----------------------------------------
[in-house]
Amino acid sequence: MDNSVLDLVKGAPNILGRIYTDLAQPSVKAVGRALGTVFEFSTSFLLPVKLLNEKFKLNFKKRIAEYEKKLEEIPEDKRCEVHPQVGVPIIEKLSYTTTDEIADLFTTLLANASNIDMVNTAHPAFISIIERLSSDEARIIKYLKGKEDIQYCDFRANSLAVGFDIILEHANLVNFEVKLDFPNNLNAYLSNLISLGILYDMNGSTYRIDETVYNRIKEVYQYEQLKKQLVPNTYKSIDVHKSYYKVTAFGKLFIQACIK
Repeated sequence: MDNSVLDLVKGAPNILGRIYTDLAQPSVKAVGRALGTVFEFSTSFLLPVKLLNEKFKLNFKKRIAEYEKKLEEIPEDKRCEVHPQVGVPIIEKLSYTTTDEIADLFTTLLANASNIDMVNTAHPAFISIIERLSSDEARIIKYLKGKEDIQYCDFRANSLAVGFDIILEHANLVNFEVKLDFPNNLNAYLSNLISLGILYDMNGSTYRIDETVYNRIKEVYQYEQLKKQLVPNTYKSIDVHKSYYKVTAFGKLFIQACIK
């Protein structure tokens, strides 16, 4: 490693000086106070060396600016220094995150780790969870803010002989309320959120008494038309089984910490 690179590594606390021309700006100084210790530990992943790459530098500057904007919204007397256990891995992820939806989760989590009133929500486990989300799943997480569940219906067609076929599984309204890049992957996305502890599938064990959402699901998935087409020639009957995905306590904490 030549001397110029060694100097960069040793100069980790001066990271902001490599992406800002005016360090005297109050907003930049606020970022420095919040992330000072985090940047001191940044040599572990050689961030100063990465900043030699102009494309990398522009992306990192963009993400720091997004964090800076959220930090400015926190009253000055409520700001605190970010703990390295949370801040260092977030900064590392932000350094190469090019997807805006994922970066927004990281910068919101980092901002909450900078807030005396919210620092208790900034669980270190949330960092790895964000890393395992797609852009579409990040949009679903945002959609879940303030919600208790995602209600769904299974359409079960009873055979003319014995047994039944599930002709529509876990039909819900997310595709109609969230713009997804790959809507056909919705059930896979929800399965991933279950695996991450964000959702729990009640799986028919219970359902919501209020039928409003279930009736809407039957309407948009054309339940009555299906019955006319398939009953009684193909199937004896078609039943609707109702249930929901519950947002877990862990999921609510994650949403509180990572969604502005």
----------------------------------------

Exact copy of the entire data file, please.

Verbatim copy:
[in-house]
Amino acid sequence: MDNSVLDLVKGAPNILGRIYTDLAQPSVKAVGRALGTVFEFSTSFLLPVKLLNEKFKLNFKKRIAEYEKKLEEIPEDKRCEVHPQVGVPIIEKLSYTTTDEIADLFTTLLANASNIDMVNTAHPAFISIIERLSSDEARIIKYLKGKEDIQYCDFRANSLAVGFDIILEHANLVNFEVKLDFPNNLNAYLSNLISLGILYDMNGSTYRIDETVYNRIKEVYQYEQLKKQLVPNTYKSIDVHKSYYKVTAFGKLFIQACIK
Repeated sequence: MDNSVLDLVKGAPNILGRIYTDLAQPSVKAVGRALGTVFEFSTSFLLPVKLLNEKFKLNFKKRIAEYEKKLEEIPEDKRCEVHPQVGVPIIEKLSYTTTDEIADLFTTLLANASNIDMVNTAHPAFISIIERLSSDEARIIKYLKGKEDIQYCDFRANSLAVGFDIILEHANLVNFEVKLDFPNNLNAYLSNLISLGILYDMNGSTYRIDETVYNRIKEVYQYEQLKKQLVPNTYKSIDVHKSYYKVTAFGKLFIQACIK
């Protein structure tokens, strides 16, 4: 490693000086106070060396600016220094995150780790969870803010002989309320959120008494038309089984910490 690179590594606390021309700006100084210790530990992943790459530098500057904007919204007397256990891995992820939806989760989590009133929500486990989300799943997480569940219906067609076929599984309204890049992957996305502890599938064990959402699901998935087409020639009957995905306590904490 030549001397110029060694100097960069040793100069980790001066990271902001490599992406800002005016360090005297109050907003930049606020970022420095919040992330000072985090940047001191940044040599572990050689961030100063990465900043030699102009494309990398522009992306990192963009993400720091997004964090800076959220930090400015926190009253000055409520700001605190970010703990390295949370801040260092977030900064590392932000350094190469090019997807805006994922970066927004990281910068919101980092901002909450900078807030005396919210620092208790900034669980270190949330960092790895964000890393395992797609852009579409990040949009679903945002959609879940303030919600208790995602209600769904299974359409079960009873055979003319014995047994039944599930002709529509876990039909819900997310595709109609969230713009997804790959809507056909919705059930896979929800399965991933279950695996991450964000959702729990009640799986028919219970359902919501209020039928409003279930009736809407039957309407948009054309339940009555299906019955006319398939009953009684193909199937004896078609039943609707109702249930929901519950947002877990862990999921609510994650949403509180990572969604502005």